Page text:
How to Love Yourself, Especially When You Don't Know How

“Find the love you seek, by first finding the love within yourself. Learn to rest in that place within you that is your true home.” 

— Sri Ravi Shankar

We often extend our love to other people. Our family, significant other, and friends are at the receiving end of our capacity to understand and express compassion, especially when they feel like they are at their lowest.

This kind of love, which we willingly give, however, does not shine through when we are in need. Instead, we bury ourselves in negative self-talk. 

Posting on the subreddit r/selfimprovement, a reddit user who goes by the name Turbulent_Tardis said that, as of posting, her hatred toward herself has gotten much worse in the past three years. One time, Turbulent recounted, her fiancé asked her to name 10 things she liked about herself. This led her to break down in tears because of her sheer inability to believe that anything about her can be good.

The example is an extreme case. But it illustrates an experience shared by people in all parts of the world. 

The plague of self-hate has often been attributed to an evolutionary function aptly called negativity bias. It claims that we tend toward the negative because our ancestors, who were always at risk of coming into contact with a wild, predatory beast, had to always be on guard in order to survive. Stopping and smelling the flowers can lead to an encounter with a large-fanged carnivore lurking in the undergrowth.

But even though our species is relatively safer than it was thousands of years ago, our negativity bias hardened into habit. However, we can still combat it. And if you’re having trouble with appreciating who you are, here are some ways to give yourself the love you deserve.

“Talk to yourself like you would with a person you love.”

The first tip is a quote by Brené Brown, a research professor at the University of Houston known for her work on shame and vulnerability. In a Facebook post on Brown’s official page, she said, “Talking to ourselves from self-love and self-respect is a practice.” And to be honest, we wholeheartedly agree. 

Getting ourselves out of the self-hate rut is not something you do once and expect to see positive changes right after. You have to train your mind to think of yourself in a good, loving light.

One thing you can do is a thing called Mirror Work by Louise Hay. Usually, when we look at ourselves in the mirror, we—knowingly or unknowingly—criticize a lot of things about ourselves: how we look, how we work, or even how we snoozed our alarm five times this morning before deciding to get into the shower. But in Mirror Work, Hay suggested that you whip out a mirror first thing in the morning and say something like, “[Your name], I love you very much.” By doing so, you are “[connecting] with the inner child within, who has been neglected for so very long,” she said in a talk. And you want the childlike spirit residing within your mind to feel loved. Eventually, through the loving talk that you are essentially giving yourself, you build up the self-esteem and self-love that you’ve been yearning for.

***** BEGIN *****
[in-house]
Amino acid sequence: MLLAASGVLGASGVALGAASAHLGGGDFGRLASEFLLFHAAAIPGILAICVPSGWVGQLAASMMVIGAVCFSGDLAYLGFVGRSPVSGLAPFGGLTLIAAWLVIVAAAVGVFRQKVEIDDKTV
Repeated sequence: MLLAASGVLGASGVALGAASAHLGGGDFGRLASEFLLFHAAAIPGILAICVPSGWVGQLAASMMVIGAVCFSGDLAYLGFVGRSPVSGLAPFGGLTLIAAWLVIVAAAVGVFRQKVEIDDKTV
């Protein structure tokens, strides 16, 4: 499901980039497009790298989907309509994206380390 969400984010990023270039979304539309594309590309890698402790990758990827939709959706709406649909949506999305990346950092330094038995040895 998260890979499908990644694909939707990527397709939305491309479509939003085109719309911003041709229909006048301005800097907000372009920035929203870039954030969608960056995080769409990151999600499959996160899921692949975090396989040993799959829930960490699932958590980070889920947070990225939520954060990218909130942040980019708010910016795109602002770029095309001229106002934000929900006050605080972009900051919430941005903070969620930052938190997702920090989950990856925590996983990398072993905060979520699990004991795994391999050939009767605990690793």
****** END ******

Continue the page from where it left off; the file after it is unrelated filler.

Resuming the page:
Practice loving-kindness meditation.

Meditation is popular in the self-care industry in the West, devoutly practiced in studios and in the comfort of one’s bedroom with the help of meditation apps. With loving-kindness meditation, one focuses on “benevolent and loving energy toward yourself and others,” an article on Verywell Mind noted. 

The way it is practiced varies depending on the website you read or the meditation app you use, but engaging in loving-kindness meditation generally cultivates a sense of compassion toward other people and, of course, yourself. 

In neuroimaging studies, it was shown that loving-kindness meditation and compassion meditation can enhance the “activation of brain areas that are involved in emotional processing and empathy.” When applied to oneself, this practice can lead to a more holistic appreciation of the beautiful, unique you.

It also helps to visualize yourself in a peaceful environment, especially when your self-image triggers anxiety. You can look up visualization-based meditation on YouTube, such as this one called “The Secret Garden Guided Meditation Visualization, A spoken word relaxation”. You can watch it below:



See a therapist.

Self-love issues are universal, but some people are more capable of dealing with it than others. Whether it’s because of upbringing, the standard of success imposed on us, or our interpersonal relationships, the degree to which a person’s self-perception affects them differs from other people. 

Take the example of Turbulent from earlier. In her post, she said, “Sometimes (not often, but enough times to be alarmed) it gets really bad and I just start to spiral in my own head [...].” So, reflect on whether or not the aversion you feel toward yourself causes problems regularly. And if these issues get in the way of your daily life, you may need professional help to get through the problem’s many layers, which is something that you might not be able to do alone.

What steps are you planning to take to love yourself better? We want to know! Message on our Facebook page at or share your experience with your fellow beauty enthusiasts at LIVE & GLOW.